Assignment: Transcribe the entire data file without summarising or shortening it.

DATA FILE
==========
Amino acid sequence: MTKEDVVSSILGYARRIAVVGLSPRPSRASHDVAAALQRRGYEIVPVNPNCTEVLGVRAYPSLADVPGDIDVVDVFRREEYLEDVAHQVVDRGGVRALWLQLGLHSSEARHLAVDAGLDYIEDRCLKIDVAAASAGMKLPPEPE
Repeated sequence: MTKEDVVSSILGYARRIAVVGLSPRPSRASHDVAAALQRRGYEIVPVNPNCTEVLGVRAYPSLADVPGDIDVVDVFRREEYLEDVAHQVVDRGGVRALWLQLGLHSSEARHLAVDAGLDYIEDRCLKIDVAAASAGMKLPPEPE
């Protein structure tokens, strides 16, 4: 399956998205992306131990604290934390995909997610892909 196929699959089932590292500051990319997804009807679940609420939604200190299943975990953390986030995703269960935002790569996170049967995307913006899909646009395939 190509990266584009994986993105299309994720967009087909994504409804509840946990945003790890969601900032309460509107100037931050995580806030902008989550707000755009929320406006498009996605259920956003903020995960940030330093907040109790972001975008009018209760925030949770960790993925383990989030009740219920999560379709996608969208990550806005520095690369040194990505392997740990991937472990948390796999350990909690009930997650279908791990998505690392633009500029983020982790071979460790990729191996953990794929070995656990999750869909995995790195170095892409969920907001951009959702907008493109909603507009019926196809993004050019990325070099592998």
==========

Amino acid sequence: MTKEDVVSSILGYARRIAVVGLSPRPSRASHDVAAALQRRGYEIVPVNPNCTEVLGVRAYPSLADVPGDIDVVDVFRREEYLEDVAHQVVDRGGVRALWLQLGLHSSEARHLAVDAGLDYIEDRCLKIDVAAASAGMKLPPEPE
Repeated sequence: MTKEDVVSSILGYARRIAVVGLSPRPSRASHDVAAALQRRGYEIVPVNPNCTEVLGVRAYPSLADVPGDIDVVDVFRREEYLEDVAHQVVDRGGVRALWLQLGLHSSEARHLAVDAGLDYIEDRCLKIDVAAASAGMKLPPEPE
């Protein structure tokens, strides 16, 4: 399956998205992306131990604290934390995909997610892909 196929699959089932590292500051990319997804009807679940609420939604200190299943975990953390986030995703269960935002790569996170049967995307913006899909646009395939 190509990266584009994986993105299309994720967009087909994504409804509840946990945003790890969601900032309460509107100037931050995580806030902008989550707000755009929320406006498009996605259920956003903020995960940030330093907040109790972001975008009018209760925030949770960790993925383990989030009740219920999560379709996608969208990550806005520095690369040194990505392997740990991937472990948390796999350990909690009930997650279908791990998505690392633009500029983020982790071979460790990729191996953990794929070995656990999750869909995995790195170095892409969920907001951009959702907008493109909603507009019926196809993004050019990325070099592998």